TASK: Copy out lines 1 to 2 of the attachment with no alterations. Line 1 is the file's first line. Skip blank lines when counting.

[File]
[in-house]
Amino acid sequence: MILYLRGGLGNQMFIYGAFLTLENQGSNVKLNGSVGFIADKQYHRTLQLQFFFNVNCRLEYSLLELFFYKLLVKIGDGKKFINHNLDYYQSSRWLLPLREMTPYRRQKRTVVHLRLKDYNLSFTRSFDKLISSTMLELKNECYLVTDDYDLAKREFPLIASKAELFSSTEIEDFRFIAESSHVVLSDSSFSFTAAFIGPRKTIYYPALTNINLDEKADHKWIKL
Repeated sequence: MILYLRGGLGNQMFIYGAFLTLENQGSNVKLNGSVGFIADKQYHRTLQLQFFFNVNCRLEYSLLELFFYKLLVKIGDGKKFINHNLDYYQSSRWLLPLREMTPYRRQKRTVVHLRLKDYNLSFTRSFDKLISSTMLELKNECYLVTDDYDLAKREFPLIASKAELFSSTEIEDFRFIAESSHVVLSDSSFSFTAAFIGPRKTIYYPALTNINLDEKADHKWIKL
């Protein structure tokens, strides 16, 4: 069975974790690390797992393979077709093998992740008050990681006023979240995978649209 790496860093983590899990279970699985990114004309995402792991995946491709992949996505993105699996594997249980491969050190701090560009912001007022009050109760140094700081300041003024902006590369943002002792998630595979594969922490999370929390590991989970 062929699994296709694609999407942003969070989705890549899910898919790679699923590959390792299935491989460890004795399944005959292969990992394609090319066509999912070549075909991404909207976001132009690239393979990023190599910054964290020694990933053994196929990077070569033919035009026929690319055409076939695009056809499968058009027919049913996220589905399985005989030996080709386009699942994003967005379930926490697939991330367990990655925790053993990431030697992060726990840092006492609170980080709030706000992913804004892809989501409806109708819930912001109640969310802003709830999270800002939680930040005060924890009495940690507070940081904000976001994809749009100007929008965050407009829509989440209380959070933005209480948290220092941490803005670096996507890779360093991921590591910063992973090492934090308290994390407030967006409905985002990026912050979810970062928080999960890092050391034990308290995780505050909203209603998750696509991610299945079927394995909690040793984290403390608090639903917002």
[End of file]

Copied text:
[in-house]
Amino acid sequence: MILYLRGGLGNQMFIYGAFLTLENQGSNVKLNGSVGFIADKQYHRTLQLQFFFNVNCRLEYSLLELFFYKLLVKIGDGKKFINHNLDYYQSSRWLLPLREMTPYRRQKRTVVHLRLKDYNLSFTRSFDKLISSTMLELKNECYLVTDDYDLAKREFPLIASKAELFSSTEIEDFRFIAESSHVVLSDSSFSFTAAFIGPRKTIYYPALTNINLDEKADHKWIKL